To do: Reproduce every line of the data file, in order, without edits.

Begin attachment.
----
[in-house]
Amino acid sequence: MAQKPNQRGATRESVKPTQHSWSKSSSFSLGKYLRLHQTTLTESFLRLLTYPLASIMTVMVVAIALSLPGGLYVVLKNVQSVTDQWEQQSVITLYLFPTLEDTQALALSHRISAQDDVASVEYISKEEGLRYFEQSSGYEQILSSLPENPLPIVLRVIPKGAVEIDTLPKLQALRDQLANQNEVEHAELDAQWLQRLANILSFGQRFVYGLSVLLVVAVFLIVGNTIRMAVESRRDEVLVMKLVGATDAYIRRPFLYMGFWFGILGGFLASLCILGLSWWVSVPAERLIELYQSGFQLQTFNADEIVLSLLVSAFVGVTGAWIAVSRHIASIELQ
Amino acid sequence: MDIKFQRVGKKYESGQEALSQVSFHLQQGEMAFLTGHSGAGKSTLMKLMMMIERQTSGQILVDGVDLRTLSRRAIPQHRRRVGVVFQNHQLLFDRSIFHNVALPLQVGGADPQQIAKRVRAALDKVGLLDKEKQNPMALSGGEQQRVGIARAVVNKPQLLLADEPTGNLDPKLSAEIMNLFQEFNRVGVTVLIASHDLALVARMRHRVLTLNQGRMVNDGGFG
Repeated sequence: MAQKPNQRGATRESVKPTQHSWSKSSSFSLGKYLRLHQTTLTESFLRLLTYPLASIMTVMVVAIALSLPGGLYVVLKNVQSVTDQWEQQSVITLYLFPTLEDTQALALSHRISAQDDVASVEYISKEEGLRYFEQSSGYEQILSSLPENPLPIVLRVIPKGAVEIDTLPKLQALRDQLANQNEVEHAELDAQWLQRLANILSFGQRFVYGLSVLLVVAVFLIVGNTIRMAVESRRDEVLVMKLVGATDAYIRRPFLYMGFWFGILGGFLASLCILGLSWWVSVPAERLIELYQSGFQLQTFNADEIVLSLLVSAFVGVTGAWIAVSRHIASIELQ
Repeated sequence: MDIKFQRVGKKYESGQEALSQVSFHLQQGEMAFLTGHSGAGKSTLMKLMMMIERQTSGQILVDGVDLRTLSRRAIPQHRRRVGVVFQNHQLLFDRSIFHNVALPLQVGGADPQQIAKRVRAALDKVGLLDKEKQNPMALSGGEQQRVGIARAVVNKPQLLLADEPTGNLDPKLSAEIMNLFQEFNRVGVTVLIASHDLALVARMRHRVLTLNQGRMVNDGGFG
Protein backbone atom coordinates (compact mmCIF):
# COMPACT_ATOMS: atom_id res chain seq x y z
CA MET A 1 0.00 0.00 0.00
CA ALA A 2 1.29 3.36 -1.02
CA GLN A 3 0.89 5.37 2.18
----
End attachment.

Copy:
[in-house]
Amino acid sequence: MAQKPNQRGATRESVKPTQHSWSKSSSFSLGKYLRLHQTTLTESFLRLLTYPLASIMTVMVVAIALSLPGGLYVVLKNVQSVTDQWEQQSVITLYLFPTLEDTQALALSHRISAQDDVASVEYISKEEGLRYFEQSSGYEQILSSLPENPLPIVLRVIPKGAVEIDTLPKLQALRDQLANQNEVEHAELDAQWLQRLANILSFGQRFVYGLSVLLVVAVFLIVGNTIRMAVESRRDEVLVMKLVGATDAYIRRPFLYMGFWFGILGGFLASLCILGLSWWVSVPAERLIELYQSGFQLQTFNADEIVLSLLVSAFVGVTGAWIAVSRHIASIELQ
Amino acid sequence: MDIKFQRVGKKYESGQEALSQVSFHLQQGEMAFLTGHSGAGKSTLMKLMMMIERQTSGQILVDGVDLRTLSRRAIPQHRRRVGVVFQNHQLLFDRSIFHNVALPLQVGGADPQQIAKRVRAALDKVGLLDKEKQNPMALSGGEQQRVGIARAVVNKPQLLLADEPTGNLDPKLSAEIMNLFQEFNRVGVTVLIASHDLALVARMRHRVLTLNQGRMVNDGGFG
Repeated sequence: MAQKPNQRGATRESVKPTQHSWSKSSSFSLGKYLRLHQTTLTESFLRLLTYPLASIMTVMVVAIALSLPGGLYVVLKNVQSVTDQWEQQSVITLYLFPTLEDTQALALSHRISAQDDVASVEYISKEEGLRYFEQSSGYEQILSSLPENPLPIVLRVIPKGAVEIDTLPKLQALRDQLANQNEVEHAELDAQWLQRLANILSFGQRFVYGLSVLLVVAVFLIVGNTIRMAVESRRDEVLVMKLVGATDAYIRRPFLYMGFWFGILGGFLASLCILGLSWWVSVPAERLIELYQSGFQLQTFNADEIVLSLLVSAFVGVTGAWIAVSRHIASIELQ
Repeated sequence: MDIKFQRVGKKYESGQEALSQVSFHLQQGEMAFLTGHSGAGKSTLMKLMMMIERQTSGQILVDGVDLRTLSRRAIPQHRRRVGVVFQNHQLLFDRSIFHNVALPLQVGGADPQQIAKRVRAALDKVGLLDKEKQNPMALSGGEQQRVGIARAVVNKPQLLLADEPTGNLDPKLSAEIMNLFQEFNRVGVTVLIASHDLALVARMRHRVLTLNQGRMVNDGGFG
Protein backbone atom coordinates (compact mmCIF):
# COMPACT_ATOMS: atom_id res chain seq x y z
CA MET A 1 0.00 0.00 0.00
CA ALA A 2 1.29 3.36 -1.02
CA GLN A 3 0.89 5.37 2.18